Abstract:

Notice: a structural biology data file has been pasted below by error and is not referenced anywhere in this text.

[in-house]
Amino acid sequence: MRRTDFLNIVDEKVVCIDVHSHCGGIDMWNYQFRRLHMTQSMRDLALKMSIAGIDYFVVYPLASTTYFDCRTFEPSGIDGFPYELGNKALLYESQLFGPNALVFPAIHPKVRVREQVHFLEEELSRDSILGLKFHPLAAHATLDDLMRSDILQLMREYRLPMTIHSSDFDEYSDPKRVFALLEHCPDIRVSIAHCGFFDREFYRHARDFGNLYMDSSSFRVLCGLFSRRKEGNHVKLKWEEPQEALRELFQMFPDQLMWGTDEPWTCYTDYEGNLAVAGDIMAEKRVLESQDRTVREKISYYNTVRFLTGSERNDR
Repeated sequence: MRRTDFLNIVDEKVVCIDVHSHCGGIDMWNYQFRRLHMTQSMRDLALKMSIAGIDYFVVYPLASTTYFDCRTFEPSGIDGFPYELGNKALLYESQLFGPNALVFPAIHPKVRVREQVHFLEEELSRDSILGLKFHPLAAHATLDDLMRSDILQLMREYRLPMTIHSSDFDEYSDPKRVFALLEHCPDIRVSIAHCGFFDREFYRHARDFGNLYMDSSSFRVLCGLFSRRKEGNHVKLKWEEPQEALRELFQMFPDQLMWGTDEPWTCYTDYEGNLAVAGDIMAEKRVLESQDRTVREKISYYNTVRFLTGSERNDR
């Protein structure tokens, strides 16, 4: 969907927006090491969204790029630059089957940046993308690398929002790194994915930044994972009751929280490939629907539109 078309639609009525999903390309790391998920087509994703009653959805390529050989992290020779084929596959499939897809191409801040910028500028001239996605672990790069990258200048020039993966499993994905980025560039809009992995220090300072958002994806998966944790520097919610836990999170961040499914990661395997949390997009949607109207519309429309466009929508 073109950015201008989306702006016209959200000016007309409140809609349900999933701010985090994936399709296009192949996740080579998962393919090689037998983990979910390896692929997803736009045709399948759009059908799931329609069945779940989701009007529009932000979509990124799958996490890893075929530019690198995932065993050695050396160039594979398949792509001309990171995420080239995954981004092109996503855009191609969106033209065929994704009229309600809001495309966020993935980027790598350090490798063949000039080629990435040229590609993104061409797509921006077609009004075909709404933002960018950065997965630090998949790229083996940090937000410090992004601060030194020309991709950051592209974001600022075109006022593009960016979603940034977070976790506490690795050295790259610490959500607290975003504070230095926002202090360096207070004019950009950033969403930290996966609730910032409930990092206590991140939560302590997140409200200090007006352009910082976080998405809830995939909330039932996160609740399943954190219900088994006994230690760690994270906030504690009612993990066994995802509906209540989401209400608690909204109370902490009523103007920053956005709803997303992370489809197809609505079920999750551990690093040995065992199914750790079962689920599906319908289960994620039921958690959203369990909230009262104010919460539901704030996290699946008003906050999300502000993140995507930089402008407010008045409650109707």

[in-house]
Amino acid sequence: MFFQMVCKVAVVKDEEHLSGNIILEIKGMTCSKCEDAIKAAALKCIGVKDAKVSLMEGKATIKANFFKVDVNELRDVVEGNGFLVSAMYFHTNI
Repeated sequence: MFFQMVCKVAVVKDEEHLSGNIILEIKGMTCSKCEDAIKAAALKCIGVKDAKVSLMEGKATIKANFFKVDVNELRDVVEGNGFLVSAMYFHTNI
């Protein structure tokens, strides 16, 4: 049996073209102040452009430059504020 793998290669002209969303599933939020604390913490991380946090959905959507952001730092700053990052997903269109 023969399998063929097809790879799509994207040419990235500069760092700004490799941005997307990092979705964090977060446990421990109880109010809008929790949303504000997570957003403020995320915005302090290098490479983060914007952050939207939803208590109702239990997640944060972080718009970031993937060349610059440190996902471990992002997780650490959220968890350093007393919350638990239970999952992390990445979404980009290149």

Both pandemic and seasonal influenza are receiving more attention from mass media than ever before. Topics such as epidemic severity and vaccination are changing the way in which we perceive the utility of disease prevention. Voluntary influenza vaccination has been recently modeled using inductive reasoning games. It has thus been found that severe epidemics may occur because individuals do not vaccinate and, instead, attempt to benefit from the immunity of their peers. Such epidemics could be prevented by voluntary vaccination if incentives were offered. However, a key assumption has been that individuals make vaccination decisions based on whether there was an epidemic each influenza season; no other epidemiological information is available to them. In this work, we relax this assumption and investigate the consequences of making more informed vaccination decisions while no incentives are offered. We obtain three major results. First, individuals will not cooperate enough to constantly prevent influenza epidemics through voluntary vaccination no matter how much they learned about influenza epidemiology. Second, broadcasting epidemiological information richer than whether an epidemic occurred may stabilize the vaccination coverage and suppress severe influenza epidemics. Third, the stable vaccination coverage follows the trend of the perceived benefit of vaccination. However, increasing the amount of epidemiological information released to the public may either increase or decrease the perceived benefit of vaccination. We discuss three scenarios where individuals know, in addition to whether there was an epidemic, (i) the incidence, (ii) the vaccination coverage and (iii) both the incidence and the vaccination coverage, every influenza season. We show that broadcasting both the incidence and the vaccination coverage could yield either better or worse vaccination coverage than broadcasting each piece of information on its own.